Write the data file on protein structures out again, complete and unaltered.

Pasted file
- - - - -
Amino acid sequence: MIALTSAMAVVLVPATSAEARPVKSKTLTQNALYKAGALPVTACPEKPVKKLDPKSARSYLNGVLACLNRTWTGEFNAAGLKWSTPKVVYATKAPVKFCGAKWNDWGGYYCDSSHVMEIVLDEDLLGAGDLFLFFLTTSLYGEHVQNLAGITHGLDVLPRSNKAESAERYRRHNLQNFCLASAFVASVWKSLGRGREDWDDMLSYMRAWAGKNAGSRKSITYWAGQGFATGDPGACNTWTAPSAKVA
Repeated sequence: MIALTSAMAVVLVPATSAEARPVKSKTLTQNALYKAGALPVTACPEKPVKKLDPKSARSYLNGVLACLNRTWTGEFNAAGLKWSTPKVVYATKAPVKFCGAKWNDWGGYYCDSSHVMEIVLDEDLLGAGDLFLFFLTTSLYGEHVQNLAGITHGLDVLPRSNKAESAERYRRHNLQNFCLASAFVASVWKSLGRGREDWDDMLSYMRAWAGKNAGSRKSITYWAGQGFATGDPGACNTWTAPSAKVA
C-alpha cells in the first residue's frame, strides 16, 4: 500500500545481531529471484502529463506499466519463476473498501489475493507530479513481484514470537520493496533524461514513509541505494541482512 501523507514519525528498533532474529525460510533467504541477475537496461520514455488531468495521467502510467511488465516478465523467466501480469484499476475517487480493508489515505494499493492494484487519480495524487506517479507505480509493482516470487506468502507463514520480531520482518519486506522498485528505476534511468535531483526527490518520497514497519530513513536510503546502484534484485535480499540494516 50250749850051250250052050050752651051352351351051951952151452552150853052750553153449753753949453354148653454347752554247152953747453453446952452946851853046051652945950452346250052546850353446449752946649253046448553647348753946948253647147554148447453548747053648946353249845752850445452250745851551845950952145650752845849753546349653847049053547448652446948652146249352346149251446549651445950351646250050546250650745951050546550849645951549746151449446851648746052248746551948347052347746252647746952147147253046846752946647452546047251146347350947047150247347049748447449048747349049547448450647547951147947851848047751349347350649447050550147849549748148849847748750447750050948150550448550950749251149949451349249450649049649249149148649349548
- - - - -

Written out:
Amino acid sequence: MIALTSAMAVVLVPATSAEARPVKSKTLTQNALYKAGALPVTACPEKPVKKLDPKSARSYLNGVLACLNRTWTGEFNAAGLKWSTPKVVYATKAPVKFCGAKWNDWGGYYCDSSHVMEIVLDEDLLGAGDLFLFFLTTSLYGEHVQNLAGITHGLDVLPRSNKAESAERYRRHNLQNFCLASAFVASVWKSLGRGREDWDDMLSYMRAWAGKNAGSRKSITYWAGQGFATGDPGACNTWTAPSAKVA
Repeated sequence: MIALTSAMAVVLVPATSAEARPVKSKTLTQNALYKAGALPVTACPEKPVKKLDPKSARSYLNGVLACLNRTWTGEFNAAGLKWSTPKVVYATKAPVKFCGAKWNDWGGYYCDSSHVMEIVLDEDLLGAGDLFLFFLTTSLYGEHVQNLAGITHGLDVLPRSNKAESAERYRRHNLQNFCLASAFVASVWKSLGRGREDWDDMLSYMRAWAGKNAGSRKSITYWAGQGFATGDPGACNTWTAPSAKVA
C-alpha cells in the first residue's frame, strides 16, 4: 500500500545481531529471484502529463506499466519463476473498501489475493507530479513481484514470537520493496533524461514513509541505494541482512 501523507514519525528498533532474529525460510533467504541477475537496461520514455488531468495521467502510467511488465516478465523467466501480469484499476475517487480493508489515505494499493492494484487519480495524487506517479507505480509493482516470487506468502507463514520480531520482518519486506522498485528505476534511468535531483526527490518520497514497519530513513536510503546502484534484485535480499540494516 50250749850051250250052050050752651051352351351051951952151452552150853052750553153449753753949453354148653454347752554247152953747453453446952452946851853046051652945950452346250052546850353446449752946649253046448553647348753946948253647147554148447453548747053648946353249845752850445452250745851551845950952145650752845849753546349653847049053547448652446948652146249352346149251446549651445950351646250050546250650745951050546550849645951549746151449446851648746052248746551948347052347746252647746952147147253046846752946647452546047251146347350947047150247347049748447449048747349049547448450647547951147947851848047751349347350649447050550147849549748148849847748750447750050948150550448550950749251149949451349249450649049649249149148649349548